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Possibly stupid question

kate.s Aug 22, 2006 01:46 PM

Is it ok to use a vacuum pump on an open bottle of Champagne or sparkling wine?

  1. Pei Aug 22, 2006 05:19 PM

    My vacuum pump came with specific instructions NOT to use with champagne, so unless yours is a fancier version I'd say no. I think kenito's explanation pretty much sums it up.

    What I've done with champagne in the past is shave a little cork off the original stopper and jam it back into the bottle (making sure you don't take so much off that air's getting through). It works, and you can come back to it even two or three days later and it's still fizzy.

    3 Replies
    1. re: Pei
      m
      monday Aug 22, 2006 08:50 PM

      That's dangerous! That cork could blow at any second. Use a champagne stopper. Even pouring in to a smaller container will expose the wine unneccesarily. Better to buy half bottles and avoid having to keep Champagne altogether.

      1. re: monday
        Pei Aug 22, 2006 08:54 PM

        You know what? Now that you mention it it does sound dangerous. I don't know why I never thought of it. By the time it sits around for a whole evening and there's only half a bottle left I just figure it's not going to create that much more pressure. Like you say, better safe than sorry.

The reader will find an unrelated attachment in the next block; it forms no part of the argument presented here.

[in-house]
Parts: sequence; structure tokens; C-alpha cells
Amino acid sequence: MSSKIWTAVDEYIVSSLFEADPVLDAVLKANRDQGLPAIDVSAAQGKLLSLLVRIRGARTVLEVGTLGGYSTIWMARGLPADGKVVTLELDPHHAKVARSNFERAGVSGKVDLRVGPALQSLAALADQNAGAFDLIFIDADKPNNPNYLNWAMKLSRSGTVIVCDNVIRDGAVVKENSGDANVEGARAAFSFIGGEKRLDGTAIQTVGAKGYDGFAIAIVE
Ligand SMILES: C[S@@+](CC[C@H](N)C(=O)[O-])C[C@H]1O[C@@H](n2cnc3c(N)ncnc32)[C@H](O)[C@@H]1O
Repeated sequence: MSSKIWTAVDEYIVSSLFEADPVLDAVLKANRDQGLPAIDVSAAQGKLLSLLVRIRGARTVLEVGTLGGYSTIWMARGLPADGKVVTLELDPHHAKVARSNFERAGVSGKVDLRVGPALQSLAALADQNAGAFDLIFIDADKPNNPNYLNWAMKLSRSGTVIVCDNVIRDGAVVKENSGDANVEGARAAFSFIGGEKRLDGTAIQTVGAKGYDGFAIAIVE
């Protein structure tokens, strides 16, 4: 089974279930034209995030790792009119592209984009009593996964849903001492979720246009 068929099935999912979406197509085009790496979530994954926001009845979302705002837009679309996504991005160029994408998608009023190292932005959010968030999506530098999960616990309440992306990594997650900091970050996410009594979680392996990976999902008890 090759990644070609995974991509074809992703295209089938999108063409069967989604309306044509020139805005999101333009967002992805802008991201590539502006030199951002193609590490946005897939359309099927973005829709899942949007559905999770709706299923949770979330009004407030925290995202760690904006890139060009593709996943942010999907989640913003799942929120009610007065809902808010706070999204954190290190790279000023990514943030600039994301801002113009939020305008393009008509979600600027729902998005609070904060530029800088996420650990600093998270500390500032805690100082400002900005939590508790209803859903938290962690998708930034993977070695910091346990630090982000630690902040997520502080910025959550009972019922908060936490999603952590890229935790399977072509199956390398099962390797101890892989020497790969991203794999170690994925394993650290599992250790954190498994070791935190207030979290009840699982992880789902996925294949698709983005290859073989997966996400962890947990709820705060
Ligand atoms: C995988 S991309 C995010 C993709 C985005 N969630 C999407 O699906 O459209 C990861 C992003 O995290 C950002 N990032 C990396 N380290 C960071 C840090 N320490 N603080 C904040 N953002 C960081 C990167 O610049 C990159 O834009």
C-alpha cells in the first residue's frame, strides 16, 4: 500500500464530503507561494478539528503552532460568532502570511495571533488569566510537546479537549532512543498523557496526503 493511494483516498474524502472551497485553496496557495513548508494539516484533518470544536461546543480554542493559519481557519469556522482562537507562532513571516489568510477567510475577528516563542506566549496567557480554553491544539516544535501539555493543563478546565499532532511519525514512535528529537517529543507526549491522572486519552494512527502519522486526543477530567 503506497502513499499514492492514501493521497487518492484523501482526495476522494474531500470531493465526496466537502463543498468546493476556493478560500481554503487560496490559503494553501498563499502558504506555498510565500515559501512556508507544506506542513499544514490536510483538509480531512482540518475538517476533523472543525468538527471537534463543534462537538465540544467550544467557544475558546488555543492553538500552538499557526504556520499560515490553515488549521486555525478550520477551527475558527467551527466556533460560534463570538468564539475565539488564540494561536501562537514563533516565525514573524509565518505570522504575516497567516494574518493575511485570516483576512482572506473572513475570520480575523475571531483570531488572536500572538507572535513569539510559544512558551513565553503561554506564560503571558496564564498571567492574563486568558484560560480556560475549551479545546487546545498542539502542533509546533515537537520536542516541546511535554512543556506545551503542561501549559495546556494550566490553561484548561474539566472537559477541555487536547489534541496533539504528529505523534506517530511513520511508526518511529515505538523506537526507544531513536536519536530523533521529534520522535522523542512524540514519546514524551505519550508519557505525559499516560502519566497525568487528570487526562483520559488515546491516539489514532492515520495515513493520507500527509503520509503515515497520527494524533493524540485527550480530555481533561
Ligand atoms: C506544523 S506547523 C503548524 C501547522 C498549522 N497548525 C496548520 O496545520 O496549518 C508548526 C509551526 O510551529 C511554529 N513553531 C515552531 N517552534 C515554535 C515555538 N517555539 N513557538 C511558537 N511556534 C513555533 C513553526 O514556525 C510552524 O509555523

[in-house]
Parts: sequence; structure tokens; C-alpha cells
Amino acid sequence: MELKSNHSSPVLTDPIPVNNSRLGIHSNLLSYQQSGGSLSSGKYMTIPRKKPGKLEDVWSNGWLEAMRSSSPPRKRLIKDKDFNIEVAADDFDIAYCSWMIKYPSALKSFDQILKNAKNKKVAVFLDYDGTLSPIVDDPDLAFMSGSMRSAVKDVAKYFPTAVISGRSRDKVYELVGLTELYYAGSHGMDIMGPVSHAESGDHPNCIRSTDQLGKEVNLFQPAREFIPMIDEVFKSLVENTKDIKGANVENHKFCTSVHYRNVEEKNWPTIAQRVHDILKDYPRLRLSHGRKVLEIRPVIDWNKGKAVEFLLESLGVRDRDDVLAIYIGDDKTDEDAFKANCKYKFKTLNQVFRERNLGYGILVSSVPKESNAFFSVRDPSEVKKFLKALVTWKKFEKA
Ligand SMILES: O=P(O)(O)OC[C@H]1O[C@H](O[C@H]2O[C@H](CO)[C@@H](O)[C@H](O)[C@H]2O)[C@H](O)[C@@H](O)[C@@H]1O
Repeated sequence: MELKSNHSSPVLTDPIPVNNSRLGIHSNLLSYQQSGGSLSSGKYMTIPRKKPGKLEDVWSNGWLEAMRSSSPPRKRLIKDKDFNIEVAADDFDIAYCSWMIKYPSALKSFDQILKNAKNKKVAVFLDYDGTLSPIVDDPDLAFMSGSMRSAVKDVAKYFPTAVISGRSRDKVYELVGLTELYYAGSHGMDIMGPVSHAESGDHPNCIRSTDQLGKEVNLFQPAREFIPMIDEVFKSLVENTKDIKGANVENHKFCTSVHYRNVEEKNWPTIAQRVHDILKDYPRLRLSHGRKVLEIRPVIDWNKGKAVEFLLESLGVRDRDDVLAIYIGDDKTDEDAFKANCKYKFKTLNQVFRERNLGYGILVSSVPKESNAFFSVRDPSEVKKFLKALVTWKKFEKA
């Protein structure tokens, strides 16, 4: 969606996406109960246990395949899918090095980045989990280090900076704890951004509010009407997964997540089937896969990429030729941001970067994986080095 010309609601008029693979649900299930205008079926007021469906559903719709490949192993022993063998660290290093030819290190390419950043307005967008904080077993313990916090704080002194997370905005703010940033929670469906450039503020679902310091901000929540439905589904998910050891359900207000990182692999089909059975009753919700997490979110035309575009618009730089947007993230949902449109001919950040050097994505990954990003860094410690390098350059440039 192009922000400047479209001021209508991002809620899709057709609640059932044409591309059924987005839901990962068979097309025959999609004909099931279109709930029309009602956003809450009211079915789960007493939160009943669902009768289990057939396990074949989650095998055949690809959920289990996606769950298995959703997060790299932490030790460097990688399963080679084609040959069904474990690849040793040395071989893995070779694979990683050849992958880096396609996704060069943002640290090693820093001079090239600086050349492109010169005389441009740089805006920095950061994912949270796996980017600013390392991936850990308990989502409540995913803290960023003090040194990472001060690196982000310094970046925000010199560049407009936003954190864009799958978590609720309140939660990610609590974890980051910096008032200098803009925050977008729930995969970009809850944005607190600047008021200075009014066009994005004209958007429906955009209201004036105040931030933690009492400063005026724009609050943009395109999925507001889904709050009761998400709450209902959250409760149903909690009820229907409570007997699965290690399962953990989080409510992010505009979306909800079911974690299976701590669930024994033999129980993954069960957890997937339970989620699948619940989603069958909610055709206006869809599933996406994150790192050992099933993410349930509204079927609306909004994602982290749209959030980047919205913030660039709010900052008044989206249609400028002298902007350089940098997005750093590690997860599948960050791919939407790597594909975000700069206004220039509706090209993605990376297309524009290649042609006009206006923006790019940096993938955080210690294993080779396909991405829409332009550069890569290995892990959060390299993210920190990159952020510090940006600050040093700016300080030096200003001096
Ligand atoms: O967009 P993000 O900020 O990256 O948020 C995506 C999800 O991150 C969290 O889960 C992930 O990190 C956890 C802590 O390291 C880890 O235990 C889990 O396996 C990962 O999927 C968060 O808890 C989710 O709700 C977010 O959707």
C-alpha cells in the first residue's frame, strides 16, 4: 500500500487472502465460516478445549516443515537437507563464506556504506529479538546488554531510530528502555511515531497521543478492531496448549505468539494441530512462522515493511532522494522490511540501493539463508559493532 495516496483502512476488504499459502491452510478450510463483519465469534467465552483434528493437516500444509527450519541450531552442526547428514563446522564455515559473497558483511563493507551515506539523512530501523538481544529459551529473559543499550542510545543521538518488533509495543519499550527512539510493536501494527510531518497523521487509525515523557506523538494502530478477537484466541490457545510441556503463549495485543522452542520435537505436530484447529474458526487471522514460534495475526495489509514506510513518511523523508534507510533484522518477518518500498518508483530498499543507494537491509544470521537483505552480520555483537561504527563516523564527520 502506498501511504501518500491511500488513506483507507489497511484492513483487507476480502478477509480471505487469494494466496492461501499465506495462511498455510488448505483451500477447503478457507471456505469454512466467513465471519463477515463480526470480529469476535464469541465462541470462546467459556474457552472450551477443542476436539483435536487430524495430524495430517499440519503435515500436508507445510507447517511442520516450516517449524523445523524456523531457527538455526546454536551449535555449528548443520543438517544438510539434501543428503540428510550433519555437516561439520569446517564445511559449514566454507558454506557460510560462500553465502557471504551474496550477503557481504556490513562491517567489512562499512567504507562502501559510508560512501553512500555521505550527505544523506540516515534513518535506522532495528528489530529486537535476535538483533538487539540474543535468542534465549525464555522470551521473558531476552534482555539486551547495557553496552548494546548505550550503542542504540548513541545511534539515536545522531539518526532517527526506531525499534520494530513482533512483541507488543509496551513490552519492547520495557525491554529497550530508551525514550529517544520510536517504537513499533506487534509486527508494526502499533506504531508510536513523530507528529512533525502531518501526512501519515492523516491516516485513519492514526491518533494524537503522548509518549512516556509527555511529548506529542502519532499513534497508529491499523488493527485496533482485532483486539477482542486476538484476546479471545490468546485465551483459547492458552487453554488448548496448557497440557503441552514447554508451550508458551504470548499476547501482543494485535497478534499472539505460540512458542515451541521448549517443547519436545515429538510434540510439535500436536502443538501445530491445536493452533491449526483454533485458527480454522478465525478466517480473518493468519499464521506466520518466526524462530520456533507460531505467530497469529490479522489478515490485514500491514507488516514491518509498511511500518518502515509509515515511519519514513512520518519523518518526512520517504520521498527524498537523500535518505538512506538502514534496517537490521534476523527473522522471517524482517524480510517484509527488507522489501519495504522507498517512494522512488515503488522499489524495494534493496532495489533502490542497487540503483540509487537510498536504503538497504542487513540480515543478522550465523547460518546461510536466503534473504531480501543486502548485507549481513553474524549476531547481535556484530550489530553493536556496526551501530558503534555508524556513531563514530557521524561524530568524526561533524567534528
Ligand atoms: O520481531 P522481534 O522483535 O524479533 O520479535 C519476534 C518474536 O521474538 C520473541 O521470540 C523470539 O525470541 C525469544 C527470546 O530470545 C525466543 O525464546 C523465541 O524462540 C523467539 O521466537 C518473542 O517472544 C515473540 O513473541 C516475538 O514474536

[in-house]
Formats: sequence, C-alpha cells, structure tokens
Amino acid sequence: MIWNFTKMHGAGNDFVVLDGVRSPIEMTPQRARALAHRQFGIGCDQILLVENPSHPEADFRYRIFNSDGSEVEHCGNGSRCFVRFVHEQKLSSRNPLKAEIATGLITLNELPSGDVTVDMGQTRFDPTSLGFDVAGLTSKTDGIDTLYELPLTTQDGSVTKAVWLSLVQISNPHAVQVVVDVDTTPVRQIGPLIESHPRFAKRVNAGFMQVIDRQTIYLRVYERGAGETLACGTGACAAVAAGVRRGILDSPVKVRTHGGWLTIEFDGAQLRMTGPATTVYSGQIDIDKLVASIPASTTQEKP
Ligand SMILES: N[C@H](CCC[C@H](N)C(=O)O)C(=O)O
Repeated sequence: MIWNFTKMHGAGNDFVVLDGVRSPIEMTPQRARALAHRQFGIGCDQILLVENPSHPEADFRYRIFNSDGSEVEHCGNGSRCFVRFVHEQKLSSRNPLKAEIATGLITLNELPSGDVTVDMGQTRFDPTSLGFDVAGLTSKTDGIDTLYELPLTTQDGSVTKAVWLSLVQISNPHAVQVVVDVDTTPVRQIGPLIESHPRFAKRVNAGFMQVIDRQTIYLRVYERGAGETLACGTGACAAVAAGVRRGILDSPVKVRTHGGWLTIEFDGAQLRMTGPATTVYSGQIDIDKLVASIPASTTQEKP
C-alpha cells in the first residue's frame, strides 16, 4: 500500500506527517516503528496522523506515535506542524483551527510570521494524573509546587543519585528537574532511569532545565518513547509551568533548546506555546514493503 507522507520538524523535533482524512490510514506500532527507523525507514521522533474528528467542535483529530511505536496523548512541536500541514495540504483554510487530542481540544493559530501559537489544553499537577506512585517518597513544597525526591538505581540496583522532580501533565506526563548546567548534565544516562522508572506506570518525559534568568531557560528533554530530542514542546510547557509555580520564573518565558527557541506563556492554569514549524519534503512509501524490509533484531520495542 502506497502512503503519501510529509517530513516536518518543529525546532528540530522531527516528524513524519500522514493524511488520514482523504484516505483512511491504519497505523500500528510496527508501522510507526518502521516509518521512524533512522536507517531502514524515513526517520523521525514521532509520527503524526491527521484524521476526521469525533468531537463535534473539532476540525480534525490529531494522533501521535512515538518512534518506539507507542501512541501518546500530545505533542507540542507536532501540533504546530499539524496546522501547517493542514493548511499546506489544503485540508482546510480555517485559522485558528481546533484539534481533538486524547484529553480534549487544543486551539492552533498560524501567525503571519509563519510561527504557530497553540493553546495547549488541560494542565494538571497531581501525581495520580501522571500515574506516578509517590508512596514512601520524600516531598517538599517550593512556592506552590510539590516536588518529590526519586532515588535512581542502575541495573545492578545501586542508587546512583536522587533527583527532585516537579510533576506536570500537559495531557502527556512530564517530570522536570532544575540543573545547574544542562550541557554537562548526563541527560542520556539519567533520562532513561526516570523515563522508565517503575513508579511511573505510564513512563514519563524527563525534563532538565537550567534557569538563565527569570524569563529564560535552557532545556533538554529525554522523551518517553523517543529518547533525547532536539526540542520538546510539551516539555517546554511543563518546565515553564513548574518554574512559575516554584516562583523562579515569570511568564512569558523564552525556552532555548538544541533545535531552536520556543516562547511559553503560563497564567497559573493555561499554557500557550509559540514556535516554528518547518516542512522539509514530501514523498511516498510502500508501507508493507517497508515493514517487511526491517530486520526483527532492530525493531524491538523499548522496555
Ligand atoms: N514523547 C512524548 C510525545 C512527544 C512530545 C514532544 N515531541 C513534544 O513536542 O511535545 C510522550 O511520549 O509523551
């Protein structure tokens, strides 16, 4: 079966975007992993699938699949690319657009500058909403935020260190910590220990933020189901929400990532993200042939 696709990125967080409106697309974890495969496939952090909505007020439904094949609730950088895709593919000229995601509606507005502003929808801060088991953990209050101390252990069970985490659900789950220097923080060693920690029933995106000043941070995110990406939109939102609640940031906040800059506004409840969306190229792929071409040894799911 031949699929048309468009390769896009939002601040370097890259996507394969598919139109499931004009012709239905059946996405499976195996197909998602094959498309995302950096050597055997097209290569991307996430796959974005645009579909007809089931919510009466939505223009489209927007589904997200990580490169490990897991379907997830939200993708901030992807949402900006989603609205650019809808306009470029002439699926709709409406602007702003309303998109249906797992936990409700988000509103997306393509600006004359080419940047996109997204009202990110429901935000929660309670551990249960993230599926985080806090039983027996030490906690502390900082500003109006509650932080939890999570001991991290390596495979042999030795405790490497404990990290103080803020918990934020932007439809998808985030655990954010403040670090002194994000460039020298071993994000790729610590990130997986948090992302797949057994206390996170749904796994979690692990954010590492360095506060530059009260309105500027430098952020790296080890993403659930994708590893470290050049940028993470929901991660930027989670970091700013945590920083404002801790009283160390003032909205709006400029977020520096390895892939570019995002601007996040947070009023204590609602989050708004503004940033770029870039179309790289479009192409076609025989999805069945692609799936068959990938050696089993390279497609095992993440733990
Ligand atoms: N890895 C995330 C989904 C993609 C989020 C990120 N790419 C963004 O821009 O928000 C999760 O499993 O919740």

1. re: Pei
          Melanie Wong Aug 23, 2006 06:48 AM

          Here's a fun article that might interest you -
          http://www.stanford.edu/dept/news/pr/...

          Best to plan ahead to not have any Champagne leftover. I tend to avoid half-bottles as most are not fermented in the bottle for that format.

    2. carswell Aug 22, 2006 02:03 PM

      Or buy a champagne stopper.

      www.amazon.com/Pedrini-Champagne-Stop...

      The CO2 helps to prevent oxidation of the wine. A stoppered bottle will usually keep for a day or two without unduly suffering.

      2 Replies
      1. re: carswell
        k
        kenito799 Aug 22, 2006 02:18 PM

        Yow, did you see the comment on amazon about how that brand leaked rusty liquid into the wine? I would stay away from that brand, I am sure there are decent ones...

        1. re: kenito799
          carswell Aug 22, 2006 03:03 PM

          Thanks for the heads-up. I hadn't read the comment and wasn't recommending the brand (which isn't for sale anyway); of the pictures I found in a quick Web search, it was just the one that gave the best idea of how a Champagne stopper works.

      2. k
        kenito799 Aug 22, 2006 01:52 PM

        Yeah, the bubbles will be drawn out by the vacuum. An equilibrium will be reached when CO2 from the wine fills the empty space in the bottle. Less CO2 will come out if you just left air there. If you want to minimize the bubbles coming out you should pour the wine into another bottle that leaves as little air as possible above the wine.

        Your best bet would be to just drink it all!

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